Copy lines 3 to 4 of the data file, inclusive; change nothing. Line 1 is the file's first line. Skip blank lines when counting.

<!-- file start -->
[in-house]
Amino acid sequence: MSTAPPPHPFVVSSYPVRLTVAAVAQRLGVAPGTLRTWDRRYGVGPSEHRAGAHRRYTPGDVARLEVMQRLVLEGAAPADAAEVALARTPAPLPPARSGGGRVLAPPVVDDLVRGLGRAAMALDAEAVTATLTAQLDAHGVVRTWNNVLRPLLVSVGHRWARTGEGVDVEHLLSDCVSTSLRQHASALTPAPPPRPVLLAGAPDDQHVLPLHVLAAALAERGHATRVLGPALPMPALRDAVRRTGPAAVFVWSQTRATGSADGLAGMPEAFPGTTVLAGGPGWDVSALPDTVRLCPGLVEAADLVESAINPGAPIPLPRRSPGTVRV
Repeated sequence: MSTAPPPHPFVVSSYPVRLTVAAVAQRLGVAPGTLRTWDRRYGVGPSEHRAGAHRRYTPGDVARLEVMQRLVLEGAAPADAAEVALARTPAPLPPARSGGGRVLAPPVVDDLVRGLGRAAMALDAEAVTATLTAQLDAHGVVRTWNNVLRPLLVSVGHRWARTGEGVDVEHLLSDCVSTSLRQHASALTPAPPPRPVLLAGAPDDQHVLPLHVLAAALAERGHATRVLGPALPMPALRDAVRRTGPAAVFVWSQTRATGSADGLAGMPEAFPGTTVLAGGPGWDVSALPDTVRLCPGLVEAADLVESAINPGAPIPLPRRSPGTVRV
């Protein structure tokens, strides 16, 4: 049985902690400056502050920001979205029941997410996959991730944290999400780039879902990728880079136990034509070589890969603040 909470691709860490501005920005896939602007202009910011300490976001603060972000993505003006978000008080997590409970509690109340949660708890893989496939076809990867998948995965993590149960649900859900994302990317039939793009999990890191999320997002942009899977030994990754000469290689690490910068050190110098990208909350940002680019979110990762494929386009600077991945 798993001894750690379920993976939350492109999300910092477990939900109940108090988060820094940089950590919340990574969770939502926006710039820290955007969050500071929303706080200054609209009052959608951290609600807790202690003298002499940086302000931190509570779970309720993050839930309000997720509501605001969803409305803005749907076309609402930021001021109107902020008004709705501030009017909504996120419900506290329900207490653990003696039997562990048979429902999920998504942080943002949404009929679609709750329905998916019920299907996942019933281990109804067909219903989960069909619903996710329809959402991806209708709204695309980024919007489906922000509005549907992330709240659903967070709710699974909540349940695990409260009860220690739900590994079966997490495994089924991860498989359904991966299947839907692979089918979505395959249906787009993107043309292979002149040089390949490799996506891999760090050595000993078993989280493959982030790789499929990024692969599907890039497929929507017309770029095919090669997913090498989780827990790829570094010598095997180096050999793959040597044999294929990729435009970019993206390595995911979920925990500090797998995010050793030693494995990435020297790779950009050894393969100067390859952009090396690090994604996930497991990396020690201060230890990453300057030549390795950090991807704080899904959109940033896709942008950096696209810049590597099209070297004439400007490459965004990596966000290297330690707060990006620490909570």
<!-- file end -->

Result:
Repeated sequence: MSTAPPPHPFVVSSYPVRLTVAAVAQRLGVAPGTLRTWDRRYGVGPSEHRAGAHRRYTPGDVARLEVMQRLVLEGAAPADAAEVALARTPAPLPPARSGGGRVLAPPVVDDLVRGLGRAAMALDAEAVTATLTAQLDAHGVVRTWNNVLRPLLVSVGHRWARTGEGVDVEHLLSDCVSTSLRQHASALTPAPPPRPVLLAGAPDDQHVLPLHVLAAALAERGHATRVLGPALPMPALRDAVRRTGPAAVFVWSQTRATGSADGLAGMPEAFPGTTVLAGGPGWDVSALPDTVRLCPGLVEAADLVESAINPGAPIPLPRRSPGTVRV
């Protein structure tokens, strides 16, 4: 049985902690400056502050920001979205029941997410996959991730944290999400780039879902990728880079136990034509070589890969603040 909470691709860490501005920005896939602007202009910011300490976001603060972000993505003006978000008080997590409970509690109340949660708890893989496939076809990867998948995965993590149960649900859900994302990317039939793009999990890191999320997002942009899977030994990754000469290689690490910068050190110098990208909350940002680019979110990762494929386009600077991945 798993001894750690379920993976939350492109999300910092477990939900109940108090988060820094940089950590919340990574969770939502926006710039820290955007969050500071929303706080200054609209009052959608951290609600807790202690003298002499940086302000931190509570779970309720993050839930309000997720509501605001969803409305803005749907076309609402930021001021109107902020008004709705501030009017909504996120419900506290329900207490653990003696039997562990048979429902999920998504942080943002949404009929679609709750329905998916019920299907996942019933281990109804067909219903989960069909619903996710329809959402991806209708709204695309980024919007489906922000509005549907992330709240659903967070709710699974909540349940695990409260009860220690739900590994079966997490495994089924991860498989359904991966299947839907692979089918979505395959249906787009993107043309292979002149040089390949490799996506891999760090050595000993078993989280493959982030790789499929990024692969599907890039497929929507017309770029095919090669997913090498989780827990790829570094010598095997180096050999793959040597044999294929990729435009970019993206390595995911979920925990500090797998995010050793030693494995990435020297790779950009050894393969100067390859952009090396690090994604996930497991990396020690201060230890990453300057030549390795950090991807704080899904959109940033896709942008950096696209810049590597099209070297004439400007490459965004990596966000290297330690707060990006620490909570």